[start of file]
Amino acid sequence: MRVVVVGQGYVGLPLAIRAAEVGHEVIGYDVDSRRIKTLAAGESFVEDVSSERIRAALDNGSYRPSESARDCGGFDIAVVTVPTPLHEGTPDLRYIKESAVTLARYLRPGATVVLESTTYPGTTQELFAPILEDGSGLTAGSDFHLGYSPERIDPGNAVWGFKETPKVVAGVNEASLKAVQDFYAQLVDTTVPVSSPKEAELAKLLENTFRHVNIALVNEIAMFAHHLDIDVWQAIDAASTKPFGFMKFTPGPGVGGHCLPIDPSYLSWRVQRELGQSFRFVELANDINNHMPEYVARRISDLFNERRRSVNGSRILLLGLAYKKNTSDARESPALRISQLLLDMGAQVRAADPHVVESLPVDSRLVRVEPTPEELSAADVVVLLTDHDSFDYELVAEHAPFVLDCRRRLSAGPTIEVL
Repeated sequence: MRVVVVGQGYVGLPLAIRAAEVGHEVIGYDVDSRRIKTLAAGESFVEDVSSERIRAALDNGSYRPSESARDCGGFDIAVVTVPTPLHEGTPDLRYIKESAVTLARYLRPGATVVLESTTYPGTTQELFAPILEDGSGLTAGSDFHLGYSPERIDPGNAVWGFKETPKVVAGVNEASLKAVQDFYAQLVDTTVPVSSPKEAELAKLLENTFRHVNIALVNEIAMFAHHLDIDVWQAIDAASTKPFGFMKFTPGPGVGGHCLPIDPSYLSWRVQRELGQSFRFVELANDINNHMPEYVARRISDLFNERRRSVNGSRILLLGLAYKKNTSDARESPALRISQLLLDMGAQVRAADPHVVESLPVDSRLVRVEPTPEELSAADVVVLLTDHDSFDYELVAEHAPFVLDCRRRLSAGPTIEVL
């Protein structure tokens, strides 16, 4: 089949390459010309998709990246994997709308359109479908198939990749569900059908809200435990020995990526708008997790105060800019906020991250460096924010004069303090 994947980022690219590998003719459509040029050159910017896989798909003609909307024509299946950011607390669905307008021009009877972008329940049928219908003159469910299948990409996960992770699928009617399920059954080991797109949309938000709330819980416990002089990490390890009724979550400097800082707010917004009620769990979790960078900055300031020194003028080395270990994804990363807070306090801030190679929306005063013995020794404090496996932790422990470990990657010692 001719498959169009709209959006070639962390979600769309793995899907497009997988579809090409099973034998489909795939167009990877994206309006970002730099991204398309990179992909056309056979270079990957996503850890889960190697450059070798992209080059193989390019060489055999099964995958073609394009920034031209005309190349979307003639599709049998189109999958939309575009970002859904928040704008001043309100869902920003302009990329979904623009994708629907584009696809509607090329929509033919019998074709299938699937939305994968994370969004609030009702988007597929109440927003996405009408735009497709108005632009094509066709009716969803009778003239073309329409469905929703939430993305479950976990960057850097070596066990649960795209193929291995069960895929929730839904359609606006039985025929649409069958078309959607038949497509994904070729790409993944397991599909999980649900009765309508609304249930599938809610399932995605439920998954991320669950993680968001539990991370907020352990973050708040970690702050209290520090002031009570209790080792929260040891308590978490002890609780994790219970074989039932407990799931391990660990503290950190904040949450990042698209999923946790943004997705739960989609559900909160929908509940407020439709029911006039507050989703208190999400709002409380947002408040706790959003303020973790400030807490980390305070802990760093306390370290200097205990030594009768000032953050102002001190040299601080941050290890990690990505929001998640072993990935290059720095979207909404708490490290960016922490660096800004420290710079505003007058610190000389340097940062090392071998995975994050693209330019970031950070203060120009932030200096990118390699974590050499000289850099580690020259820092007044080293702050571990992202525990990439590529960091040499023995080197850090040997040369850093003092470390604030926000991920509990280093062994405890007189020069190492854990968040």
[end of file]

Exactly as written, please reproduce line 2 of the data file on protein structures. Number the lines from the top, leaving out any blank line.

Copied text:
Repeated sequence: MRVVVVGQGYVGLPLAIRAAEVGHEVIGYDVDSRRIKTLAAGESFVEDVSSERIRAALDNGSYRPSESARDCGGFDIAVVTVPTPLHEGTPDLRYIKESAVTLARYLRPGATVVLESTTYPGTTQELFAPILEDGSGLTAGSDFHLGYSPERIDPGNAVWGFKETPKVVAGVNEASLKAVQDFYAQLVDTTVPVSSPKEAELAKLLENTFRHVNIALVNEIAMFAHHLDIDVWQAIDAASTKPFGFMKFTPGPGVGGHCLPIDPSYLSWRVQRELGQSFRFVELANDINNHMPEYVARRISDLFNERRRSVNGSRILLLGLAYKKNTSDARESPALRISQLLLDMGAQVRAADPHVVESLPVDSRLVRVEPTPEELSAADVVVLLTDHDSFDYELVAEHAPFVLDCRRRLSAGPTIEVL